Now that you’ve added items to your Omeka site and grouped them into collections, you’re ready for the next step: taking your users on a guided tour through the items you’ve collected.
Last week I attended the American Historical Association’s annual meeting in Chicago. Although I’ve always thought of myself as a historian, I hadn’t been to an AHA meeting since my first year of grad school in 2004. In part, I hadn’t been going because I’m affiliated with so many disciplines that it’s difficult to keep up with all the meetings. But I also hadn’t been going because I wasn’t sure what the AHA would do for me. I won’t be interviewing there, since I’m not applying for teaching jobs, and playing the big-conference game (pretending not to notice the thousands of ways people behave disrespectfully to each other) has started to seem unnecessary to me.
I did go back, though, for a few reasons. First, I’m embarrassed to say that I’ve only recently come to understand how scholarly societies might be important sites of change within the academy. In my mind, AHA, MLA, SCMS, and their ilk were bureaucratic prestige-machines, awarding prizes and manning the gates for the old guard.
I’ve posted a number of times about Walter Freeman, the lobotomist, and his photographs of his patients. I presented on the subject for a Film Studies colloquium here at Emory, and you can view a recording of that presentation here. (See this bibliography for sources.)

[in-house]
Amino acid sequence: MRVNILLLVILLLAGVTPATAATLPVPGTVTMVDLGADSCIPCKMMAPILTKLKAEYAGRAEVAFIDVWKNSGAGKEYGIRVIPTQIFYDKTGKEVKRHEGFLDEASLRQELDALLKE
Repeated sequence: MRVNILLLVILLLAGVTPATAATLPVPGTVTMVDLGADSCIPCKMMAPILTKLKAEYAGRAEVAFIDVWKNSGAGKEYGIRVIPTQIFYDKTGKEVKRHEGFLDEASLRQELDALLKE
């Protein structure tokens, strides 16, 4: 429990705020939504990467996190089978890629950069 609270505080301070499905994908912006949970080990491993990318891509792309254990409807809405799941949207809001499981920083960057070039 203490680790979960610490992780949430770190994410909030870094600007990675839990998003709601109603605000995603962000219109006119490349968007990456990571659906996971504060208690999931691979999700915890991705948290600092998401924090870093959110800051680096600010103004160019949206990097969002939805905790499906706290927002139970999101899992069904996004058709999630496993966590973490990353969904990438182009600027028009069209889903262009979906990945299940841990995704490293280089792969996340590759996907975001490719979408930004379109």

I’ve noticed some distortion in this Flash video; you can view a higher-quality version over at the Internet Archive.
I’ve been thinking about PowerPoint lately, and about how I might use it productively.
It seems pretty clear that the blizzard-of-bullet-points method is not useful. Who can make sense of such tiny print so quickly? What’s the point of slapping bullet points on a screen?
One popular alternative method is the one Cliff Atkinson advocates in the book Beyond Bullet Points. Atkinson has two basic suggestions. First, he argues that a single, dominating image, plus a trigger word or two is the best approach for any single slide. Second, he advocates crafting a presentation as a narrative, with a clear, logical, problem-resolution structure.
Here’s the thing that bothers me about that, though. Continue reading “Beyond Bullet Points, or maybe not”